Tokyo's Nikkei index posts longest-ever winning streak
23 Oct 2017 - 10:21
Tokyo: Tokyo's Nikkei 225 index on Monday posted the longest winning streak in its nearly 70-year history as markets cheered the weekend election victory of Japan's pro-business prime minister.
The benchmark index rose 1.11 percent, or 239.01 points, to end the day at 21,696.65, its 15th consecutive rise and the longest since it came into existence in 1950.
The broader Topix index gained 0.84 percent, or 14.61 points, to finish at 1,745.25.
The gains were driven by hopes that Shinzo Abe's growth blitz -- a mixture of huge monetary easing, government spending and reforms to the economy -- would continue.
"It's symbolic" that the record winning streak came a day after Abe won the vote, Hikaru Sato, senior technical analyst at Daiwa Securities, told AFP.
Abe -- who came into power in late 2012 on a ticket to reignite the lumbering economy -- is now on course to become the country's longest-serving premier.
"It's a relief for foreign investors who had bought Japanese stocks aggressively before the election on a bet that Abenomics will continue," said Masayuki Kubota, chief strategist at Rakuten Securities, referring to Abe's flagship economic policy.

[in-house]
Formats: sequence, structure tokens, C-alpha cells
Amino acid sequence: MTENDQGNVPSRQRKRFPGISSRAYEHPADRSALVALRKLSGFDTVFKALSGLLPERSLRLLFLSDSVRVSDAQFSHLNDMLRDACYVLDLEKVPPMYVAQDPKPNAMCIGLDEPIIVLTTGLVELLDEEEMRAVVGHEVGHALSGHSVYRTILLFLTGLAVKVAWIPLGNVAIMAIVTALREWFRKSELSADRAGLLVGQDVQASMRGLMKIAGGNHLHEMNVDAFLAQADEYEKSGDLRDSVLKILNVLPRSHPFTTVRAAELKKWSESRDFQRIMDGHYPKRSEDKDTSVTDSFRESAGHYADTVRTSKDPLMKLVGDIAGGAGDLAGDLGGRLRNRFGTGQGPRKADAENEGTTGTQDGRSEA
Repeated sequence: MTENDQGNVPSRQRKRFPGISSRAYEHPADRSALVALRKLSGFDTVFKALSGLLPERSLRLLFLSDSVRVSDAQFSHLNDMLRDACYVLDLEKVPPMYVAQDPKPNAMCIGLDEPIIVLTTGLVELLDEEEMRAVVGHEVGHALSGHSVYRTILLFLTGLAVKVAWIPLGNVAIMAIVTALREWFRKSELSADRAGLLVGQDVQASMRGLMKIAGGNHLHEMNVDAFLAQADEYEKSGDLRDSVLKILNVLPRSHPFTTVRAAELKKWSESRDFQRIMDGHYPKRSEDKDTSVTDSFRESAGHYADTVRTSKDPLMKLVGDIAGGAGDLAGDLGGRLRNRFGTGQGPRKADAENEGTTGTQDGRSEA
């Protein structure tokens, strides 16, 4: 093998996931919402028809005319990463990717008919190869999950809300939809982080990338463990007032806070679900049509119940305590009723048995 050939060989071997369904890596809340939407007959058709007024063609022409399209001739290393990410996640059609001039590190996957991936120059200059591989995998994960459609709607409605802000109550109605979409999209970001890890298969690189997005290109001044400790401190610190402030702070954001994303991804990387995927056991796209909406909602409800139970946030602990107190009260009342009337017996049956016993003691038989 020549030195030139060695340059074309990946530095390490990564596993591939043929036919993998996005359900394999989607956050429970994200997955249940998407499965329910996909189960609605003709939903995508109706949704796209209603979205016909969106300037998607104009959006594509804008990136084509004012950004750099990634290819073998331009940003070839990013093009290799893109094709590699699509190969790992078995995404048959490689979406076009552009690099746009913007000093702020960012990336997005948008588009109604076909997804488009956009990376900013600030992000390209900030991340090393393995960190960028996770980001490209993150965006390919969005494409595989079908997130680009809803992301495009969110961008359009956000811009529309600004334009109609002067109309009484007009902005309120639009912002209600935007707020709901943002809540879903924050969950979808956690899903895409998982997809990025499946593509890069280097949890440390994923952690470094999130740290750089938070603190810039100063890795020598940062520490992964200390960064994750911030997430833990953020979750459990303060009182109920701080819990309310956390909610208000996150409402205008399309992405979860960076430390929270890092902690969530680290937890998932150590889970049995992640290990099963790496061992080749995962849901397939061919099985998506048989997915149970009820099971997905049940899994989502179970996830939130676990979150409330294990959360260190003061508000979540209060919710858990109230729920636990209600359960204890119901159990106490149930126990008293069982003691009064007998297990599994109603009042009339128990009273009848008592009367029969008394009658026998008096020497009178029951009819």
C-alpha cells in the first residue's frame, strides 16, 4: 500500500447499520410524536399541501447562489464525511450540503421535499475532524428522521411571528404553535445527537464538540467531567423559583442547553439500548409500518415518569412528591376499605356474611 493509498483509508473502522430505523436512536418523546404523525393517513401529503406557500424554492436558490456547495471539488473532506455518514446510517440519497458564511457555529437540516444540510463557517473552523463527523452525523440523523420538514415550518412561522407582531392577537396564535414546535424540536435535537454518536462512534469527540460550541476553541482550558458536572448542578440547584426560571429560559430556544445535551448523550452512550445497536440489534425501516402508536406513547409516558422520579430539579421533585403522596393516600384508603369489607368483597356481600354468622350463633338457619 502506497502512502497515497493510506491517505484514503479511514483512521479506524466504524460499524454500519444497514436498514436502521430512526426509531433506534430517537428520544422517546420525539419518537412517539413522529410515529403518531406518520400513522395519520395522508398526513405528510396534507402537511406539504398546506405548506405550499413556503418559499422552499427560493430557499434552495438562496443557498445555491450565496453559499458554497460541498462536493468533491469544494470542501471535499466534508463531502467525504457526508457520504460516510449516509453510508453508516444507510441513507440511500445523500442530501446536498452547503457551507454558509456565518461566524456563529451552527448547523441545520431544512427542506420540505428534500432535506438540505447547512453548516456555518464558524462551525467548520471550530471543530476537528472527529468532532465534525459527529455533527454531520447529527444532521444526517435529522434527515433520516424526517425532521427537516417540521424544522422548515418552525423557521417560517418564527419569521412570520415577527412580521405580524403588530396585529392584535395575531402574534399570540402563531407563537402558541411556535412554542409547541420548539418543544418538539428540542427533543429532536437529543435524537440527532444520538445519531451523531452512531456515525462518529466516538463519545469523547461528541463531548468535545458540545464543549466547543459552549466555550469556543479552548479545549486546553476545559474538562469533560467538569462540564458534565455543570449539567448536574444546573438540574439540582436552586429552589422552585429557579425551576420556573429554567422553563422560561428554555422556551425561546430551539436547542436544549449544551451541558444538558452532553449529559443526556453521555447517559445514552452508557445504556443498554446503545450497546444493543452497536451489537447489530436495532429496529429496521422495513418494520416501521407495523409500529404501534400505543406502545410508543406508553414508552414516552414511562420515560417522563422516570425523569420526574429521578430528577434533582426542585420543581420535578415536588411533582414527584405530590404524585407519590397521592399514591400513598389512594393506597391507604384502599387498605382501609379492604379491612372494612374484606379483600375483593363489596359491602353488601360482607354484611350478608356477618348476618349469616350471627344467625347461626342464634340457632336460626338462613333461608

The growth blitz has been credited with weakening the yen and stoking the stock market although its impact on the broader economy is less clear.
"Any winning streak will come to an end and this is no exception, but the current buying momentum is likely to remain strong for now," said Toshikazu Horiuchi, a broker at IwaiCosmo Securities.
On Monday the dollar strengthened to 113.73 yen against 113.51 yen in New York Friday.
A cheaper yen is positive for Japanese exporters as it boosts their profitability, spurring demand for their shares.
"Abe's policies should remain accommodative and point to a weaker yen over time," said Stephen Innes, who heads Asia-Pacific trading at forex firm OANDA.
The Nikkei was below 10,000 when Abe came to power in late 2012.
But it still remains far below a record close of almost 39,000 in the last days of 1989, before the country's stock and property market bubble collapsed.
The index then began a long descent as the once red-hot Japanese economy suffered years of malaise.
On Monday the weak yen boosted automakers, with Nissan up 1.66 percent at 1,097 yen and Honda rising 1.25 percent to 3,471 yen.
Panasonic rose 1.77 percent to 1,666 yen and Canon climbed 0.94 percent to end at 4,068 yen.
Major bank Mitsubishi UFJ Financial jumped 1.60 percent to 739.5 yen.